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 Table of Contents  
REVIEW ARTICLE
Year : 2013  |  Volume : 5  |  Issue : 7  |  Page : 399-403

Prion diseases in humans: Oral and dental implications


Department of Oral and Maxillofacial Pathology, Annoor Dental College, Muvatupuzha, Kerala, India

Date of Web Publication29-Jul-2013

Correspondence Address:
P Jayanthi
Department of Oral and Maxillofacial Pathology, Annoor Dental College, Muvatupuzha, Kerala
India
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Source of Support: None, Conflict of Interest: None


DOI: 10.4103/1947-2714.115766

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  Abstract 

Prion diseases are a group of neurodegenerative disorders characterized by accumulation of abnormal prion proteins in the central nervous system. The prions resist conventional sterilization procedures especially when infected tissue becomes dried onto metal or glass surfaces. This article, a review of literature collected using Pubmed as search engine, describes the oral manifestations of prion diseases in addition to studying the possibility of cross contamination in the dental office. The article emphasizes the importance for dentists to be aware of these diseases, to identify the high-risk patients by obtaining adequate medical history and to know the appropriate deactivation procedures to be followed.

Keywords: Contamination, Deactivation, Oral, Prions


How to cite this article:
Jayanthi P, Thomas P, Bindhu P R, Krishnapillai R. Prion diseases in humans: Oral and dental implications. North Am J Med Sci 2013;5:399-403

How to cite this URL:
Jayanthi P, Thomas P, Bindhu P R, Krishnapillai R. Prion diseases in humans: Oral and dental implications. North Am J Med Sci [serial online] 2013 [cited 2019 Nov 18];5:399-403. Available from: http://www.najms.org/text.asp?2013/5/7/399/115766


  Introduction Top


Prion diseases also known as transmissible spongiform encephalopathies (TSEs), are a group of fatal neurodegenerative diseases occurring in both humans and animals. Stanley B. Prusiner was the first person to purify the infectious agent of prion disease and won the 1997 Nobel Prize in Physiology/Medicine. Prusiner defined prions as infectious, transmissible proteinaceous particles that lack nucleic acid. The normal cellular prion protein (PrP c ) is encoded by PrP c gene, which is located on the short arm of chromosome 20. PrP c has predominantly alpha helical structure, is soluble and proteinase sensitive. The normal function of PrP c is not well-known, but the suggested functions are signal transduction, cell adhesion, regulation and distribution of acetylcholine receptors. [1]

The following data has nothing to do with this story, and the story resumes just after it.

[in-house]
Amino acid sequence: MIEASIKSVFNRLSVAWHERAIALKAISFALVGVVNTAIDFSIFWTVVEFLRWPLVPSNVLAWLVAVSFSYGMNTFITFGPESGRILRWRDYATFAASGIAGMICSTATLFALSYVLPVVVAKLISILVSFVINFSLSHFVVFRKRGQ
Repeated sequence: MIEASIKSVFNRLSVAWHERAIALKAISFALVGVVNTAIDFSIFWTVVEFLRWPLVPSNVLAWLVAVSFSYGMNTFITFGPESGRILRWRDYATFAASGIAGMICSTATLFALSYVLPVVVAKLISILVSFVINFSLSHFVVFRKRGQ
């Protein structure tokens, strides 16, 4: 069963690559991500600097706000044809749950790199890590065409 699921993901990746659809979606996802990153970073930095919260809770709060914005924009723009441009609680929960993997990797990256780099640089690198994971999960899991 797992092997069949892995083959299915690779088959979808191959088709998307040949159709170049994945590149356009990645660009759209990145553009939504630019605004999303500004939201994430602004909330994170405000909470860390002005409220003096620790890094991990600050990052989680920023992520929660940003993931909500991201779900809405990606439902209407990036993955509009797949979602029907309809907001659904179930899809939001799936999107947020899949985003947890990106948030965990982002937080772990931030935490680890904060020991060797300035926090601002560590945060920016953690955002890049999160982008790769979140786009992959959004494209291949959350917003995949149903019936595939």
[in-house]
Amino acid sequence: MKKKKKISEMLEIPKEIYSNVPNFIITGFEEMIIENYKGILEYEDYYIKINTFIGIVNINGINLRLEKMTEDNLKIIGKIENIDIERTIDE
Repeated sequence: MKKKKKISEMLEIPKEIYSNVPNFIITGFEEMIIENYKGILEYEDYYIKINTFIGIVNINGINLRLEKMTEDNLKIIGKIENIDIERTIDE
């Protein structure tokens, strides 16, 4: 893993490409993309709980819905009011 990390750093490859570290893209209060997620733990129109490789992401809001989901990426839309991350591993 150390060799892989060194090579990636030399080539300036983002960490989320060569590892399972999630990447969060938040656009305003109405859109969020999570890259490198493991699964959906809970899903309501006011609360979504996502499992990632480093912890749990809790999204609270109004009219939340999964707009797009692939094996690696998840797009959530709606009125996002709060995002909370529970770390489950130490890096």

PrP c is transformed into abnormal isoform of the protein (PrP Sc ) due to post translational modification or mutation in the PrP c gene. PrP Sc has predominantly beta structure, is insoluble and partially proteinase resistant. This mutated PrP Sc gives rise to TSEs, including bovine spongiform encephalopathy (BSE) in cattle, scrapie in sheep and goats and  Creutzfeldt-Jakob disease More Details (CJD) in humans. These diseases are characterized by vacuolization of the gray matter and these vacuoles are located in the neuropils between the nerve cell bodies. [2],[3]

Although the risk of transmission of CJD through dental procedures is still unclear, the theoretical possibility of transmission through contaminated dental instruments should be kept in mind. This article aims to give a brief overview of the clinical characteristics, risk of transmission and infection control methods of prion diseases for dentists using data obtained from literature search in Pubmed search engine.


  Etiopathogenesis Top


The infectious agents for prior disease are composed of a 35-kD brain sialoglycoprotein called PrP Sc that is essential for the transmission and pathogenesis of several neurodegenerative diseases. PrP Sc is able to propagate itself in the host by stimulating the conversion PrP c to PrP Sc , leading to its accumulation. [4]